In the first days after the massive Jan. 12 earthquake in Haiti, American charities were grappling with a happy aftershock: Unprecedented levels of donations were pouring in at record speed.
Despite a withering recession, near 10 percent unemployment, and a substantial loss of personal wealth, Americans demonstrated an outpouring of support. Within the first week, US charities had raised $275 million for Haitian relief, according to The Chronicle of Philanthropy.
Even more surprising was the speed of the generosity.
"We knew early on that donations were coming in quicker than for the tsunami and for Katrina," says Jonathan Aiken, spokesman for the Red Cross, which collected $112 million for Haiti in the first week. "It's astounding. The truth is, we ran out of adjectives a few days ago – it's been just remarkable."
In the first four days of the crisis, major US charities had raised $150 million for Haiti, far more than the $30 million raised in the three days following the Asian tsunamis or even the $108 million raised in the four days after hurricane Katrina, which hit much closer to home.
"It's coming in at a faster pace than [for] any other natural disaster so far," says Stacy Palmer, editor of The Chronicle of Philanthropy.
This rapid response may be the new face of disaster relief, a particularly welcome phenomenon for aid groups dealing with developing nations, which have few if any emergency stockpiles to help victims in the critical hours after a natural disaster. The question is whether this accelerated giving actually increases donations overall or merely compresses the time in which help is given.
Technology is a factor in the speedup.
"I think the most striking difference [in this disaster] is the volume of money raised by texting," says Claire Gaudiani, a philanthropy expert at New York University (NYU). "We have never had anything close to the volumes we've now raised through texting. We're seeing the power of individual acts of generosity – that is a stunning reaction to a disaster."
The Red Cross raised more than $24 million – more than a fifth of its total Haiti relief in the first week – through texting. All that would-be donors had to do was press five numbers on their cellphones and the Red Cross received $10, which was billed to the users' phone accounts. By contrast, the organization for all of last year raised only $190,000 through text-message donations.
With some 280 million cellphones in the United States, sending hundreds of billions of text messages a year, the appeal to charities is clear.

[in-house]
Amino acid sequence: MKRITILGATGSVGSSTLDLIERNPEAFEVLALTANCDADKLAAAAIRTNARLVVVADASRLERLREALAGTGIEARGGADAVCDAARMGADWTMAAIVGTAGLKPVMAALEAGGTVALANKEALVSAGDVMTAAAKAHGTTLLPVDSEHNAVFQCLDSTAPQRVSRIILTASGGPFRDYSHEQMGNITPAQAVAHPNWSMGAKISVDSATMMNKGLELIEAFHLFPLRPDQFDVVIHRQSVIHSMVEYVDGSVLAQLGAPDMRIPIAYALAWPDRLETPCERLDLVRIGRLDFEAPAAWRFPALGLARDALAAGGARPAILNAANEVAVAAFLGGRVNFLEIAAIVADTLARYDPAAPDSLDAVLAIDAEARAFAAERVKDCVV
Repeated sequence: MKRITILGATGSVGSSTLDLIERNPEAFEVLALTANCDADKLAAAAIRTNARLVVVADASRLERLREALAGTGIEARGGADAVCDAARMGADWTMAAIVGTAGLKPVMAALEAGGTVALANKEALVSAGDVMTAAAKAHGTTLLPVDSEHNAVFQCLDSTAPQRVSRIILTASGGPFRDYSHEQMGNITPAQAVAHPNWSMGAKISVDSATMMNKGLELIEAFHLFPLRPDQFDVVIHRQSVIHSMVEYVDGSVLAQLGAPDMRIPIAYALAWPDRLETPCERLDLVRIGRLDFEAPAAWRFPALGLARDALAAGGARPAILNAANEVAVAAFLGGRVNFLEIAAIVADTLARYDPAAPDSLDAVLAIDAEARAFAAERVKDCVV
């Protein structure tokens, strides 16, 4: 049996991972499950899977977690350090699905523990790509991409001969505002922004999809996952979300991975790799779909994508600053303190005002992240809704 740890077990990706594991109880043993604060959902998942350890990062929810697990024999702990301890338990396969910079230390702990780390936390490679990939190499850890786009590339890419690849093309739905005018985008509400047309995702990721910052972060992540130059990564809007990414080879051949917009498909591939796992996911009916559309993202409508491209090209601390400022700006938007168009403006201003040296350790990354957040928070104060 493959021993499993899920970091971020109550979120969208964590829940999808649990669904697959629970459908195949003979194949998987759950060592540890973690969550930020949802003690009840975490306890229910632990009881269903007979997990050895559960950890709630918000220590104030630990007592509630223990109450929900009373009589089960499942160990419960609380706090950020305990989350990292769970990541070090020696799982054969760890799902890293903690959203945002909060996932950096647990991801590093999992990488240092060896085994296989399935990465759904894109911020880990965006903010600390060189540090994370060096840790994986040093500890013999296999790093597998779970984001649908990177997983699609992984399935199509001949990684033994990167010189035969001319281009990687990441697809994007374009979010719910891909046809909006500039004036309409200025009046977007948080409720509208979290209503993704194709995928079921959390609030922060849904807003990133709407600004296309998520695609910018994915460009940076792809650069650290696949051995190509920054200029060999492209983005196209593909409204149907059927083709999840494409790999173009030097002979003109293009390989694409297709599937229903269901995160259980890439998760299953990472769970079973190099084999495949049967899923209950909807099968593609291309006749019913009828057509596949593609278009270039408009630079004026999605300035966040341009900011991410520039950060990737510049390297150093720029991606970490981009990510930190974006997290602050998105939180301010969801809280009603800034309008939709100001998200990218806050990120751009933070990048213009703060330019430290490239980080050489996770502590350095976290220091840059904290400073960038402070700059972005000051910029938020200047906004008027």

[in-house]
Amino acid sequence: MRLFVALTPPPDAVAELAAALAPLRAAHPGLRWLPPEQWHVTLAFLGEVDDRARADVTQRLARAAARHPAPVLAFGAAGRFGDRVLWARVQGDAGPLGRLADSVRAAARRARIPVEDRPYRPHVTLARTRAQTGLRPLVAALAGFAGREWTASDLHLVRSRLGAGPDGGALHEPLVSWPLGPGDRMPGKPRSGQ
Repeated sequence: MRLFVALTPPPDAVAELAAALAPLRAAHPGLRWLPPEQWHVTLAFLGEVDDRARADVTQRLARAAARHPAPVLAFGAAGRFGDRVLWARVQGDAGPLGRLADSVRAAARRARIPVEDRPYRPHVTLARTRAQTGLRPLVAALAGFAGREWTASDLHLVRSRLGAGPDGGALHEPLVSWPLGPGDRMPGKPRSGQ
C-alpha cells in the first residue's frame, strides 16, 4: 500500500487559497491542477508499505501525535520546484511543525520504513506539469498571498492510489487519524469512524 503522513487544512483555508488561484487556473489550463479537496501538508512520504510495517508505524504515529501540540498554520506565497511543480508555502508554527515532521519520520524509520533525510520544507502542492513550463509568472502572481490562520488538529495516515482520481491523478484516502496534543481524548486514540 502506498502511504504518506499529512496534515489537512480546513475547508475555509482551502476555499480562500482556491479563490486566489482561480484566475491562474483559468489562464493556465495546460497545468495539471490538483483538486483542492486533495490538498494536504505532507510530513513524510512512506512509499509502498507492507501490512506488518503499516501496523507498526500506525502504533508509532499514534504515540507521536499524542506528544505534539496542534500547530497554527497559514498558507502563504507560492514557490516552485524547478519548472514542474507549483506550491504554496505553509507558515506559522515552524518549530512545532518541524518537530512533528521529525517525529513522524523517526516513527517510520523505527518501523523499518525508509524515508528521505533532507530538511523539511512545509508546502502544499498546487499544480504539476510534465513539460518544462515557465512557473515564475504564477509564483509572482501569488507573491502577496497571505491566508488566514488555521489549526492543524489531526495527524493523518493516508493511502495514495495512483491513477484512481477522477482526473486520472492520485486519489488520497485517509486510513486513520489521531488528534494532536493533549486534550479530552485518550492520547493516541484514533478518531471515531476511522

"Everyone's looking at mobile technology as the next big thing that will transform how charities operate," says Ms. Palmer. "It allows someone to see a problem and deal with it right away."
Charities are happy to ride the mobile-giving wave: More than 20 are collecting Haiti relief funds via texting through the Mobile Giving Foundation. Many more are doing so through other avenues.
Charities are also taking advantage of social media to broaden their reach.
Within a couple of hours of the earthquake, Oxfam e-mailed appeals to 400,000 people and leveraged its Twitter and Facebook accounts to spread the word. Within days, it had collected over $100,000 on its Facebook page alone.
"Facebook has been a fantastic tool for sharing information, but this is the first time we've seen it as a powerful tool for fundraising," says Oxfam spokeswoman Helen DaSilva.
And when momentum starts to slacken, charities pull out the big guns: Hollywood. Donors couldn't miss the star-studded support last week. George Clooney hosted an MTV telethon Friday. Meryl Streep plugged the relief effort during her acceptance speech at the Golden Globe Awards. Michelle Obama promoted the Red Cross on YouTube.
At its peak, the Red Cross says it collected $500,000 per hour when it advertised its text-donation feature during the Jan. 16-17 NFL playoffs. But when the tweets, texts, and celebrity endorsements decrescendo, charities are left with a daunting challenge – keeping people interested.
"At some point, people do get overwhelmed by the images and information," says Ms. DaSilva, of Oxfam. "It's natural for people to want to move on with their lives."
That point varies by disaster. As Katrina's devastation of New Orleans and the surrounding area became clear in the first six days after the hurricane, American giving surged to $457 million. The Haitian relief effort remains America's second-largest outpouring after one week, outpacing the $163 million raised in the first nine days after the Asian tsunamis. Will donations to Haiti keep coming?
"We all have to realize that when the immediate crisis is over, there will be a chronic crisis of establishing a better life for Haitians," says Ms. Gaudiani of NYU. "We'll need to do lots of reaching out with imagination and generosity. It'll be more complicated than texting $10."